Eating disorders are serious conditions related to persistent eating behaviors that negatively impact your health, your emotions and your ability to function in important areas of life. The most common eating disorders are anorexia nervosa, bulimia nervosa and binge-eating disorder.
Most eating disorders involve focusing too much on your weight, body shape and food, leading to dangerous eating behaviors. These behaviors can significantly impact your body's ability to get appropriate nutrition. Eating disorders can harm the heart, digestive system, bones, and teeth and mouth, and lead to other diseases.
Eating disorders often develop in the teen and young adult years, although they can develop at other ages. With treatment, you can return to healthier eating habits and sometimes reverse serious complications caused by the eating disorder.
Symptoms vary, depending on the type of eating disorder. Anorexia nervosa, bulimia nervosa and binge-eating disorder are the most common eating disorders. Other eating disorders include rumination disorder and avoidant/restrictive food intake disorder.
Anorexia (an-o-REK-see-uh) nervosa — often simply called anorexia — is a potentially life-threatening eating disorder characterized by an abnormally low body weight, intense fear of gaining weight, and a distorted perception of weight or shape. People with anorexia use extreme efforts to control their weight and shape, which often significantly interferes with their health and life activities.
When you have anorexia, you excessively limit calories or use other methods to lose weight, such as excessive exercise, using laxatives or diet aids, or vomiting after eating. Efforts to reduce your weight, even when underweight, can cause severe health problems, sometimes to the point of deadly self-starvation.
Bulimia (boo-LEE-me-uh) nervosa — commonly called bulimia — is a serious, potentially life-threatening eating disorder. When you have bulimia, you have episodes of bingeing and purging that involve feeling a lack of control over your eating. Many people with bulimia also restrict their eating during the day, which often leads to more binge eating and purging.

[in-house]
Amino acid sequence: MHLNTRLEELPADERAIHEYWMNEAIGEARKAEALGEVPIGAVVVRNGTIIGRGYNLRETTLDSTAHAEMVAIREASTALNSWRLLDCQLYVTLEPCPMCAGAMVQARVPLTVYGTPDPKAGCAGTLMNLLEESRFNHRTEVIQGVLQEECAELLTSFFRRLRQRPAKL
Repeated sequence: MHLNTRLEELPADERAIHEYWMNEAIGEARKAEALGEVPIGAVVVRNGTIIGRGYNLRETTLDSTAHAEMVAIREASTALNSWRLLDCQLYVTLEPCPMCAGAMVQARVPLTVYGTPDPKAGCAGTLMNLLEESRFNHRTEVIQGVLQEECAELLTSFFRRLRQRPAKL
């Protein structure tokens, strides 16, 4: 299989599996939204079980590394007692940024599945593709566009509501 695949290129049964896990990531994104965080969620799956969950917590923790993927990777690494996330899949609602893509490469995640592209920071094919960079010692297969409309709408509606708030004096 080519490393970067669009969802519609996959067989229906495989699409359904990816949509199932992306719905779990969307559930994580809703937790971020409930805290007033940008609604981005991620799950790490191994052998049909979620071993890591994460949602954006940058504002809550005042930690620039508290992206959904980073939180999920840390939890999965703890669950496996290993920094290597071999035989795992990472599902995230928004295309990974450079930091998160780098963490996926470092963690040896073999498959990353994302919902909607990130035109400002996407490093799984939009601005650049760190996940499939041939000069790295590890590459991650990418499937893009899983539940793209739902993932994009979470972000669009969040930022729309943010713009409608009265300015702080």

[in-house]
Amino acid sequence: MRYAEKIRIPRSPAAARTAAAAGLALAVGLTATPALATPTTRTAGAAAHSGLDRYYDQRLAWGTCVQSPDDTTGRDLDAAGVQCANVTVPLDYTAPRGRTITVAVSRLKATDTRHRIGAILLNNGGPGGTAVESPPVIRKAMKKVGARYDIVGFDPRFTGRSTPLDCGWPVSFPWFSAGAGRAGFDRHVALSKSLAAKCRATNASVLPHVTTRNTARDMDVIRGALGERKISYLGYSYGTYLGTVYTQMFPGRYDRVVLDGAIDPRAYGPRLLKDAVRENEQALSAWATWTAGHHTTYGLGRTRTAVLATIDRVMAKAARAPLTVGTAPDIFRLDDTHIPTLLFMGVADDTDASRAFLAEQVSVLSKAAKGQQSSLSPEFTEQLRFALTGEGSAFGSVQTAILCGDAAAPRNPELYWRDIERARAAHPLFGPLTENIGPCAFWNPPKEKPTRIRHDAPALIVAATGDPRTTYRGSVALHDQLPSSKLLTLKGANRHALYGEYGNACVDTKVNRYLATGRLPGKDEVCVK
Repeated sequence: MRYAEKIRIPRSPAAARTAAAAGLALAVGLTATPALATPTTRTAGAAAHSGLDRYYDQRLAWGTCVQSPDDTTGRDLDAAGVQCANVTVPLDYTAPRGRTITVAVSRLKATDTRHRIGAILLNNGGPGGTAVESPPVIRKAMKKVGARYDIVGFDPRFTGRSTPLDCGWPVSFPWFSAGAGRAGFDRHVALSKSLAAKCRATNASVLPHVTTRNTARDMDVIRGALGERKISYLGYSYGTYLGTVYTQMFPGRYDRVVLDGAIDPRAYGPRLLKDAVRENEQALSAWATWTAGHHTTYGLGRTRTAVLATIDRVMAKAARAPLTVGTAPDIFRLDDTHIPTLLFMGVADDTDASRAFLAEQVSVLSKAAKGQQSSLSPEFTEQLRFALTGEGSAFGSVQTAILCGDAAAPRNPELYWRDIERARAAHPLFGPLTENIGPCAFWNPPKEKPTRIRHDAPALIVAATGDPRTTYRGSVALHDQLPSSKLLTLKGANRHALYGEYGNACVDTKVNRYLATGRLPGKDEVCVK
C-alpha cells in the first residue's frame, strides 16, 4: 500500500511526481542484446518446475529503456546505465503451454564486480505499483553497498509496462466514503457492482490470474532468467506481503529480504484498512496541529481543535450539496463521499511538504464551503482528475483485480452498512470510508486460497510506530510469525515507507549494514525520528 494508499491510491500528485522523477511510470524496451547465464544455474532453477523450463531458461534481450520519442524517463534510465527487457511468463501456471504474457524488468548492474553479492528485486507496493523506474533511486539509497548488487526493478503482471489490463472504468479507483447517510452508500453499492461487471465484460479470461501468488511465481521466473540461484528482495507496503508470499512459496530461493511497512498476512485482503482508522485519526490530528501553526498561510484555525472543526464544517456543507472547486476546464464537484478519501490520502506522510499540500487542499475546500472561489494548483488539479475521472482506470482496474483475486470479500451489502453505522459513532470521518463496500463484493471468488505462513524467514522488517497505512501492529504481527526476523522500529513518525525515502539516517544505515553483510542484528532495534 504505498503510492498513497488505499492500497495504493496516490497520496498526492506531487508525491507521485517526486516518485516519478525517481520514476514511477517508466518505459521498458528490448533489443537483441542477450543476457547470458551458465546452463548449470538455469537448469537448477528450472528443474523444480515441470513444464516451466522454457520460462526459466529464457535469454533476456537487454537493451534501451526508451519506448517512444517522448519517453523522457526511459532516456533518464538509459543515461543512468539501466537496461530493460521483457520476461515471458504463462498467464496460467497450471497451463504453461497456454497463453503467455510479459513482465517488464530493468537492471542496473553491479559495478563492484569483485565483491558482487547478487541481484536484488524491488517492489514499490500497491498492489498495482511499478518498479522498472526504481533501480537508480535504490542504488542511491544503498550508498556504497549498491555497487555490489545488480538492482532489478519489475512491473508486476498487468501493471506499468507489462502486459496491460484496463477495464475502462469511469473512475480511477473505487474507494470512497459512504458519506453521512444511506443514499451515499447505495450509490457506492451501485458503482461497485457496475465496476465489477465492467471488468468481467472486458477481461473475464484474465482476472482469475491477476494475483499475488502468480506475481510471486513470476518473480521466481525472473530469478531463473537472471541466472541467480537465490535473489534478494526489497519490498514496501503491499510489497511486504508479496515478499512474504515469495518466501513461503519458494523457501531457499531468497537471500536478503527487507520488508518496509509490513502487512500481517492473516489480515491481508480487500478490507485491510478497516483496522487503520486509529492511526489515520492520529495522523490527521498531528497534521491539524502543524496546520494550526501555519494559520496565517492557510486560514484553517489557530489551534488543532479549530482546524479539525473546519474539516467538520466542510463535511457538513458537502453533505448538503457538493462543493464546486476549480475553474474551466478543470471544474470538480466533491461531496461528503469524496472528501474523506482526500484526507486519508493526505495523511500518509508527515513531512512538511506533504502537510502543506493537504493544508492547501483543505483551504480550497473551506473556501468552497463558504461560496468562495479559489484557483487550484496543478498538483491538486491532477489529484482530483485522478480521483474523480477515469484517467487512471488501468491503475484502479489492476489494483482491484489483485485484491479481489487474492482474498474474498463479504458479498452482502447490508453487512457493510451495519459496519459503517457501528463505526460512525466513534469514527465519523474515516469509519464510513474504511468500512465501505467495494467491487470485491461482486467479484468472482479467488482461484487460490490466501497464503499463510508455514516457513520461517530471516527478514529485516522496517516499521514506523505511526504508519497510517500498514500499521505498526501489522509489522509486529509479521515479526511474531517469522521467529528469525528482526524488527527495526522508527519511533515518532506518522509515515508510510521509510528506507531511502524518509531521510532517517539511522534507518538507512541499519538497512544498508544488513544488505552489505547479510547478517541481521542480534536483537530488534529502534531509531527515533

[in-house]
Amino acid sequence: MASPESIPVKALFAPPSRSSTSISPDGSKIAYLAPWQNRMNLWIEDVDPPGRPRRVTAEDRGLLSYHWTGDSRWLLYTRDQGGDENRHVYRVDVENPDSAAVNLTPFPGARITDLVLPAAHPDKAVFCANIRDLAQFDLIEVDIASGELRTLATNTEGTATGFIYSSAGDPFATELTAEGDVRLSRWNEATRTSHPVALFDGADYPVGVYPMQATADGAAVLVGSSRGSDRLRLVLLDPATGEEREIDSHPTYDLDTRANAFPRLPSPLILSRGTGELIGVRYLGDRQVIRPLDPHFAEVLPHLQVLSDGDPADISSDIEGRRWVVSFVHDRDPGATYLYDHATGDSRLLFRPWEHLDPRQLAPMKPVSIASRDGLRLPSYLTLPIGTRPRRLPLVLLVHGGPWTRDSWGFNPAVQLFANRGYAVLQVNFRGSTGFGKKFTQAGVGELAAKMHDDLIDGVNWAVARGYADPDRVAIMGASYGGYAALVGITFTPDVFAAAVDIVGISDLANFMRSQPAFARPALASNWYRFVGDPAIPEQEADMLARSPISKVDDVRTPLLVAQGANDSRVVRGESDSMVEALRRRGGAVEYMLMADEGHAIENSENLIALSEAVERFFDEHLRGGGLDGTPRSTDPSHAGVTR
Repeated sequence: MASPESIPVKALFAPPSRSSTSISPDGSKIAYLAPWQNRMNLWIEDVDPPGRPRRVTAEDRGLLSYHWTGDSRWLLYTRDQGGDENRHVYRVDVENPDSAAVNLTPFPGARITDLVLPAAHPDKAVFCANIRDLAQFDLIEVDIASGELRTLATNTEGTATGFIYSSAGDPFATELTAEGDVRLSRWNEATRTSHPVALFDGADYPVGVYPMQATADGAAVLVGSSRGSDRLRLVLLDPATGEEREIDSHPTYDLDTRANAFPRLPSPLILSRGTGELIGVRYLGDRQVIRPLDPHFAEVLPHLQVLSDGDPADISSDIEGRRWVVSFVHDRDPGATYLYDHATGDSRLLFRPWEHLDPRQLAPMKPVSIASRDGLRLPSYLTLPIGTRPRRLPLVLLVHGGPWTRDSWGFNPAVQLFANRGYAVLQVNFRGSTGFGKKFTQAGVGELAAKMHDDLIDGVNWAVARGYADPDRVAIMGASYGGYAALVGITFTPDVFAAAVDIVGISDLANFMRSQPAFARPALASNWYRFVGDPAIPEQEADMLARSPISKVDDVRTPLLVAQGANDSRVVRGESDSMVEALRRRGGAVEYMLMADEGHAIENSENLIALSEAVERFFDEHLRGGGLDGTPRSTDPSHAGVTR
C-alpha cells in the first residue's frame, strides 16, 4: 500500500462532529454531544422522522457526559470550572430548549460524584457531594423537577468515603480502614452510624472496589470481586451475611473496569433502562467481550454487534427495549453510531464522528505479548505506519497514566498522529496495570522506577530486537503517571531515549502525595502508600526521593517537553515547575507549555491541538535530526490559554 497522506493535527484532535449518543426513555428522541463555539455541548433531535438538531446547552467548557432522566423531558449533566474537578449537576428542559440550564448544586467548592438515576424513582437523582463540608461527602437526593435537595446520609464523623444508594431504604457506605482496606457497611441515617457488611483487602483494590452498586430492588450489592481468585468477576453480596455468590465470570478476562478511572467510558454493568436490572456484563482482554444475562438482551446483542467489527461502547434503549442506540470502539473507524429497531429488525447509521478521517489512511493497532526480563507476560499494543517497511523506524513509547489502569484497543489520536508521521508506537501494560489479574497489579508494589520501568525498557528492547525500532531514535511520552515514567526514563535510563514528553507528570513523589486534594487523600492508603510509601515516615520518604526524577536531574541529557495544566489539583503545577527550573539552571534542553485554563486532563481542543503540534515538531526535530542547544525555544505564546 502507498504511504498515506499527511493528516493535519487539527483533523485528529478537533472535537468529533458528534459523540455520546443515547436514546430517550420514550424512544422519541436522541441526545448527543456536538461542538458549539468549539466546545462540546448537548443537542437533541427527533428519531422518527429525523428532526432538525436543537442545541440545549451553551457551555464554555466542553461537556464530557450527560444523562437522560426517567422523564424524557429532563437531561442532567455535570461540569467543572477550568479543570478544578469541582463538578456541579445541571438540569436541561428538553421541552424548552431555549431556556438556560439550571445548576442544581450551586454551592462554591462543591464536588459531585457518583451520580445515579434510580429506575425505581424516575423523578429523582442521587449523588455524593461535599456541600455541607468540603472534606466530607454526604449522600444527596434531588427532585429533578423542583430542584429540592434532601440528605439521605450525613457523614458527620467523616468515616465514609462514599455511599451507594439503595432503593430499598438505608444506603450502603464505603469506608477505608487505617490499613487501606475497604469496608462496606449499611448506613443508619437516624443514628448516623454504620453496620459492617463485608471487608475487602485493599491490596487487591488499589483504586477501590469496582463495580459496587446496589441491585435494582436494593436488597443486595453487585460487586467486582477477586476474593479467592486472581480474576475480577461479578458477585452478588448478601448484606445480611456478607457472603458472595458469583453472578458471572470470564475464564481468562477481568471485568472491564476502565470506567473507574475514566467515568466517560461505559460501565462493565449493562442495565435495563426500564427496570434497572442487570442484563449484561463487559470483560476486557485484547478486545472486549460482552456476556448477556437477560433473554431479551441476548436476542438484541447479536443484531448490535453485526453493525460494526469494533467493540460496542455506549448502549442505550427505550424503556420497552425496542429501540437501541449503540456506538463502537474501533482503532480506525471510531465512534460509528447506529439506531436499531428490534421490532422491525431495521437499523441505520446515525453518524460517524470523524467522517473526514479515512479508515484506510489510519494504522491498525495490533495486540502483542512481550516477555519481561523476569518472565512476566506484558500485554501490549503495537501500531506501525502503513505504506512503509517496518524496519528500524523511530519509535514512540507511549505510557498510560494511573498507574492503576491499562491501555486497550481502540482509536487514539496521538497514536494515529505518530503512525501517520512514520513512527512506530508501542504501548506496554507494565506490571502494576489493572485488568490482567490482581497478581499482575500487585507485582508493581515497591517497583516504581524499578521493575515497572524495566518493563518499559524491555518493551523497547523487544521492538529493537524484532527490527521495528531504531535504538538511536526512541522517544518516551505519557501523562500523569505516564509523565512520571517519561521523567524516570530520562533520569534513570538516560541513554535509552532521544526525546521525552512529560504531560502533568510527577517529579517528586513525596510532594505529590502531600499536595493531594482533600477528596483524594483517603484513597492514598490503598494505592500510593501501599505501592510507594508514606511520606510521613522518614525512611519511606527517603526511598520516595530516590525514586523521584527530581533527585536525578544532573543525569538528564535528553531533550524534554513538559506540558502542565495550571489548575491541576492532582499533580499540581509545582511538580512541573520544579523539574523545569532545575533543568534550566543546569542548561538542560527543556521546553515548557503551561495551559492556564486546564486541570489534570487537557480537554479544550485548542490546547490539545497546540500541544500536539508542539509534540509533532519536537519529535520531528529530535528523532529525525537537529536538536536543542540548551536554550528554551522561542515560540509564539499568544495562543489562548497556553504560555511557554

During these episodes, you typically eat a large amount of food in a short time, and then try to rid yourself of the extra calories in an unhealthy way. Because of guilt, shame and an intense fear of weight gain from overeating, you may force vomiting or you may exercise too much or use other methods, such as laxatives, to get rid of the calories.
If you have bulimia, you're probably preoccupied with your weight and body shape, and may judge yourself severely and harshly for your self-perceived flaws. You may be at a normal weight or even a bit overweight.
When you have binge-eating disorder, you regularly eat too much food (binge) and feel a lack of control over your eating. You may eat quickly or eat more food than intended, even when you're not hungry, and you may continue eating even long after you're uncomfortably full.
After a binge, you may feel guilty, disgusted or ashamed by your behavior and the amount of food eaten. But you don't try to compensate for this behavior with excessive exercise or purging, as someone with bulimia or anorexia might. Embarrassment can lead to eating alone to hide your bingeing.
A new round of bingeing usually occurs at least once a week. You may be normal weight, overweight or obese.
Rumination disorder is repeatedly and persistently regurgitating food after eating, but it's not due to a medical condition or another eating disorder such as anorexia, bulimia or binge-eating disorder. Food is brought back up into the mouth without nausea or gagging, and regurgitation may not be intentional. Sometimes regurgitated food is rechewed and reswallowed or spit out.
The disorder may result in malnutrition if the food is spit out or if the person eats significantly less to prevent the behavior. The occurrence of rumination disorder may be more common in infancy or in people who have an intellectual disability.
Avoidant/restrictive food intake disorder
This disorder is characterized by failing to meet your minimum daily nutrition requirements because you don't have an interest in eating; you avoid food with certain sensory characteristics, such as color, texture, smell or taste; or you're concerned about the consequences of eating, such as fear of choking. Food is not avoided because of fear of gaining weight.
The disorder can result in significant weight loss or failure to gain weight in childhood, as well as nutritional deficiencies that can cause health problems.